By: Cory Butzin, Digital Media Content Provider


SAGINAW, Mich. – It’s safe to say that almost everyone dreams of reaching the top of their profession, and many people seek out the designated, specialized career paths for the best chance to make those dreams come true.


Aspiring doctors seek to gain acceptance to the best medical schools, while many future business leaders start out looking for internships at Fortune 500 companies.


For young hockey players, that dream is to play in the National Hockey League. And for most, the road getting there runs through the three major junior leagues that make up the Canadian Hockey League.


“It’s like a mini-NHL,” said longtime Detroit Red Wings goalie and current partner of the Saginaw Spirit Chris Osgood. “You have tough travel. There’s a lot of games, a lot of back-to-back and 3-and-3s. The CHL is a tougher schedule, tougher games.  The OHL helps a player to develop his skills so it prepares you better for the pros while at the same time allowing the player to continuing working on his education just in case professional hockey does not materialize. It was the best route for me, for sure.”


And it has served as the primary pipeline for the NHL for decades.


In the 2016 NHL Entry Draft, Arizona native Austin Matthews was selected with the No. 1 overall pick by the Toronto Maple Leafs after spending last season playing professionally abroad. It ended a streak of nine straight seasons a player from the CHL was picked with the top selection.


Since 1980, all but nine No. 1 overall selections have come from the CHL, including 13 from the Ontario Hockey League. In the 2015-16 NHL season, more than 60 percent of players came out of the CHL with 197 or 25 percent of those being OHL veterans.


It’s not just a recent phenomenon with current stars such as Sidney Crosby, Steven Stamkos, John Tavares and Connor McDavid coming out of the CHL.


Wayne Gretzky suited up for Saginaw’s conference rival Sault Ste. Marie during his junior hockey days, while longtime Detroit Red Wings captain Steve Yzerman was drafted out of the Peterborough Petes of the OHL’s Eastern Conference. Former Pittsburgh Penguins great Mario Lemieux played for Laval of the Quebec Major Junior Hockey League, and the list goes on and on.


“The way I look at it, because I (played NCAA), and this is what I tell the student players that we’re trying to get to come here,” Saginaw coach Spencer Carbery said. “The OHL is for those high-end players that want to be pros while at the same time, continuing your education.  It’s not that when you go to college, you don’t want to go pro, it’s just that these athletes are very, very good hockey players for their age and have a chance of playing pro hockey very quickly.”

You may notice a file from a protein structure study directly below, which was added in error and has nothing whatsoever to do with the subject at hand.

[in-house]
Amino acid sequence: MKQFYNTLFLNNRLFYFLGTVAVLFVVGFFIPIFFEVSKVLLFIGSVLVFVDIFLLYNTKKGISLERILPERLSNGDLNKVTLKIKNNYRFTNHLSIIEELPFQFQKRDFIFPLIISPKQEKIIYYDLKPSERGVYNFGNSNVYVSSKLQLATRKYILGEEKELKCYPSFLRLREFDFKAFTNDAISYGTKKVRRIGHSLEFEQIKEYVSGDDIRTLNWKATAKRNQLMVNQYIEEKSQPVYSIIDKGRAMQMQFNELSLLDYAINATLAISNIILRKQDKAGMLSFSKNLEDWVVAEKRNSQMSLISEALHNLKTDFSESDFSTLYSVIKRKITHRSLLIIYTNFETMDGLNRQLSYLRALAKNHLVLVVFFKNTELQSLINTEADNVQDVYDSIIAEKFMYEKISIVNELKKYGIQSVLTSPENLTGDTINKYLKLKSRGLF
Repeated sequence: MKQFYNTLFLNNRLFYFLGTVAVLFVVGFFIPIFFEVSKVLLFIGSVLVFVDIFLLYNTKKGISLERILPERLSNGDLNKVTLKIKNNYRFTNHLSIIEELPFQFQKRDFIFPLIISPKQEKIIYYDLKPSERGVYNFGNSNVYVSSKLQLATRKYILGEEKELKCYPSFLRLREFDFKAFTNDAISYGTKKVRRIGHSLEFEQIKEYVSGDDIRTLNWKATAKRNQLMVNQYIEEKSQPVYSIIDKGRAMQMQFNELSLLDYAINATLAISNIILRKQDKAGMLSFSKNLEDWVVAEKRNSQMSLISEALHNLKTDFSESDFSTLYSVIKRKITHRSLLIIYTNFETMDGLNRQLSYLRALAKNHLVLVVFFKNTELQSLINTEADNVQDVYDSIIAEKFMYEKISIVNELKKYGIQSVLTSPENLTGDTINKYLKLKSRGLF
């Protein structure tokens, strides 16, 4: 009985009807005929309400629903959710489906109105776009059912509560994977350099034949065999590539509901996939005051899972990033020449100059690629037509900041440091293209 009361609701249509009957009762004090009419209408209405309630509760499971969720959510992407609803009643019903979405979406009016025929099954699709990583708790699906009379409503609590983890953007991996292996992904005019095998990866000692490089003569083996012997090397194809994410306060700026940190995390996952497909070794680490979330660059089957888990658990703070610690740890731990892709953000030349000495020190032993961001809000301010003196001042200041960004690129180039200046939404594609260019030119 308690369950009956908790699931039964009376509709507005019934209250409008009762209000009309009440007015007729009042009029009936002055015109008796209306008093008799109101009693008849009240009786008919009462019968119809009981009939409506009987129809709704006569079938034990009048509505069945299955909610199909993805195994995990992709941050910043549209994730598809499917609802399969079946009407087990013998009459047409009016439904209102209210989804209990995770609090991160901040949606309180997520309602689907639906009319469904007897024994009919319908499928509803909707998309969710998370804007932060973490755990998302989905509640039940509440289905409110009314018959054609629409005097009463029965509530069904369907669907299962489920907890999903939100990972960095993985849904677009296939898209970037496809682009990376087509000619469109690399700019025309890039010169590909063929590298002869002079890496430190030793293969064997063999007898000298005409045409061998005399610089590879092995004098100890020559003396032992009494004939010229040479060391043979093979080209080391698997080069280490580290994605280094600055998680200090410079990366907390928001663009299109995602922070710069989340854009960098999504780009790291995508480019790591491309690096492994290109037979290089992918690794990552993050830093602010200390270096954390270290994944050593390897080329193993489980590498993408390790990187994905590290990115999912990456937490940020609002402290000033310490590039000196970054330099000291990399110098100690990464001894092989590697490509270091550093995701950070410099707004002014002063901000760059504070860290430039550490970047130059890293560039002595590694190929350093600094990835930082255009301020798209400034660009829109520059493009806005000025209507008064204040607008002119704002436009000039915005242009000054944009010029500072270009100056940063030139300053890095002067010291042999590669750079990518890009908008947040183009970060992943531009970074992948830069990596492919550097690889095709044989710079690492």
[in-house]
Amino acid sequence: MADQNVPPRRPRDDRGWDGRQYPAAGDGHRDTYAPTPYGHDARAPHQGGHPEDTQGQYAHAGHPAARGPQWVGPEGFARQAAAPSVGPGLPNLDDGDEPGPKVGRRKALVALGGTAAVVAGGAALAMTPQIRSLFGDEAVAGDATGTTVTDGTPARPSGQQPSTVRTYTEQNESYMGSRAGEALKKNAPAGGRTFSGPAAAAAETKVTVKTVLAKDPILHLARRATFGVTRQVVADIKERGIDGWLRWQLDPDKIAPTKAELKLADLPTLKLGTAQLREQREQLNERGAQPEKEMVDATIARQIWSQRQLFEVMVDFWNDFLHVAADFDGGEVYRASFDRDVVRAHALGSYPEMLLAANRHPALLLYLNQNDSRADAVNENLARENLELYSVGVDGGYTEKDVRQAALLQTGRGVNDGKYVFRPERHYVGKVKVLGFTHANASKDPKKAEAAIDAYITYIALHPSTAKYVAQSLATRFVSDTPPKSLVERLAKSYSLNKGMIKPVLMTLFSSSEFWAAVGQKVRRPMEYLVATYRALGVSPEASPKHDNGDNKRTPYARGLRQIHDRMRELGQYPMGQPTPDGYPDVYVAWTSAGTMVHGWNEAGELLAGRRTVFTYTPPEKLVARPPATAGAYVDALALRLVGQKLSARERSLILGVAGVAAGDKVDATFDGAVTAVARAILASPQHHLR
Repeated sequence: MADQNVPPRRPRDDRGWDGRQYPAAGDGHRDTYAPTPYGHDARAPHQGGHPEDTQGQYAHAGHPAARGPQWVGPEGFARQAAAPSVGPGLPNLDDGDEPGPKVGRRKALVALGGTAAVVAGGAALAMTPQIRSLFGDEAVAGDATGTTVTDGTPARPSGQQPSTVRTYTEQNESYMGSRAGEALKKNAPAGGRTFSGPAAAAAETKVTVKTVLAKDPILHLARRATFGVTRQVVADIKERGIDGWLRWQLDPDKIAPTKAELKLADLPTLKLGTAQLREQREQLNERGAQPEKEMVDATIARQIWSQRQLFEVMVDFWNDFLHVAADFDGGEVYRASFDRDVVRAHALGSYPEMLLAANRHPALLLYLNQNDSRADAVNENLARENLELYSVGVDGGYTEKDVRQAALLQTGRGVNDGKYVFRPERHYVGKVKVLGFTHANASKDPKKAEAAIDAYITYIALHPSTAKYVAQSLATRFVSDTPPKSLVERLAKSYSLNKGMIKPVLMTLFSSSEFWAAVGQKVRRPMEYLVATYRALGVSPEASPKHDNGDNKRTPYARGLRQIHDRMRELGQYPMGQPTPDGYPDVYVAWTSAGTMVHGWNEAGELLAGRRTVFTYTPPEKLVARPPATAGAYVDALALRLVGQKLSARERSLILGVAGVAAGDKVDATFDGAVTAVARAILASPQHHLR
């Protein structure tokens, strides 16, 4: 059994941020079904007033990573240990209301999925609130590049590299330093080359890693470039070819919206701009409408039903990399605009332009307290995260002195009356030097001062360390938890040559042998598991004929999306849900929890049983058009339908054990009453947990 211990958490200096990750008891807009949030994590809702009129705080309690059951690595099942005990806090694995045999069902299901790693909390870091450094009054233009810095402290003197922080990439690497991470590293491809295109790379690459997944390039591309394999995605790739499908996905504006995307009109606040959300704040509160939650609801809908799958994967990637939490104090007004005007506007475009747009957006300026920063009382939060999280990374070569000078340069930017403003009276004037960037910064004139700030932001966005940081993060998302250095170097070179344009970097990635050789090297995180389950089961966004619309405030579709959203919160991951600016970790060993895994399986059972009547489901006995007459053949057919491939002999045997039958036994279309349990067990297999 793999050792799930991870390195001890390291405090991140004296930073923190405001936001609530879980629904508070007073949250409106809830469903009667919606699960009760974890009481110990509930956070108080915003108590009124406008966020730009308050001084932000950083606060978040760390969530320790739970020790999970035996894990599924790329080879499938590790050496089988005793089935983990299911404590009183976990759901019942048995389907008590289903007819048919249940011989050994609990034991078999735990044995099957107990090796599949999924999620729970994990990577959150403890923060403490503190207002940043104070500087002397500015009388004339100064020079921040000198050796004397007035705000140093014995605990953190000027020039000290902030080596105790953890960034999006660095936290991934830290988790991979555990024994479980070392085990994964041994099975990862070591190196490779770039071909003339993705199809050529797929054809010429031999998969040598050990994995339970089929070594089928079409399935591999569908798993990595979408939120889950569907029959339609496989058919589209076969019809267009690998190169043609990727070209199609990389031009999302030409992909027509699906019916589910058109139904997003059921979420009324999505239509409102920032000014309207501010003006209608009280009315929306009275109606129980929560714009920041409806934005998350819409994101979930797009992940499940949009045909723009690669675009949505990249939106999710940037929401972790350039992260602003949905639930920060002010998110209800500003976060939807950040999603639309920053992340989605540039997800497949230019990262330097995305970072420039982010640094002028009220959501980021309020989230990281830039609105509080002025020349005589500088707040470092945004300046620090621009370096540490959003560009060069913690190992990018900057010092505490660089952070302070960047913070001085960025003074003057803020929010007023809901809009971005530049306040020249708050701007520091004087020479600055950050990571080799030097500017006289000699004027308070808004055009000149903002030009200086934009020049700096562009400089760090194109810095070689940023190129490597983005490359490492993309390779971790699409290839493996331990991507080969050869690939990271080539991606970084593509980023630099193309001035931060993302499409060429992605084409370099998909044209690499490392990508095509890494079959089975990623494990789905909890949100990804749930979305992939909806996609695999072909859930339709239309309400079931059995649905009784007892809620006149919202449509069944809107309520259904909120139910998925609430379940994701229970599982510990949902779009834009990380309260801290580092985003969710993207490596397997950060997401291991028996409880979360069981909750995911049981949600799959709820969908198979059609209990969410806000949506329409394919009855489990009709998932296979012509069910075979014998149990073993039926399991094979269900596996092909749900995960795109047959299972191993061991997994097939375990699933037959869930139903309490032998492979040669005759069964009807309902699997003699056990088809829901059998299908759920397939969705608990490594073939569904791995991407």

Connor McDavid and Aaron Ekblad headline former CHL stars who made the jump directly to the NHL, but it’s not just No. 1 overall picks who make the leap. In 2012, former Spirit star Brandon Saad played with Saginaw in the OHL playoffs and immediately went south after the Spirit were eliminated, dressing in a pair of games for the Chicago Blackhawks in the Stanley Cup playoffs.


Mitch Marner and Matt Tkachuk of the London Knights and Sault Ste. Marie’s Blake Speers are three recent players from the OHL who’ve made the jump directly to the NHL suiting up for Toronto, Calgary and New Jersey, respectively.


“It’s really the best of both worlds,” said Craig Goslin, President and Managing Partner of the Spirit. “A player can come here, sign a contract with us and play against the best of the best and develop his skills with top coaching, strength and conditioning, nutrition and more. They play a lot of games, a mini-NHL schedule.  If does not sign a professional contract, we set aside education funds so they can pursue a college degree at the university closest to their home.  We put a very strong emphasis on the student athlete and their education as they attend Saginaw Heritage High School for our 16-18 year olds and our older players attend Saginaw Valley State University.  As a development model, the OHL is the best in any sport for both the development of the person as an athlete and also the development of the person as a student.


“It truly is the best opportunity for an elite student athlete to give it all he’s got to try to achieve his dreams of playing pro hockey. You only live once and the CHL gives the player his best chance to play pro hockey in the future.”


Most coaches at the Canadian Hockey League level have experience coaching or playing at the professional level and many have both, and players receive their tutelage at no cost as a part of the contract they sign with their major junior club.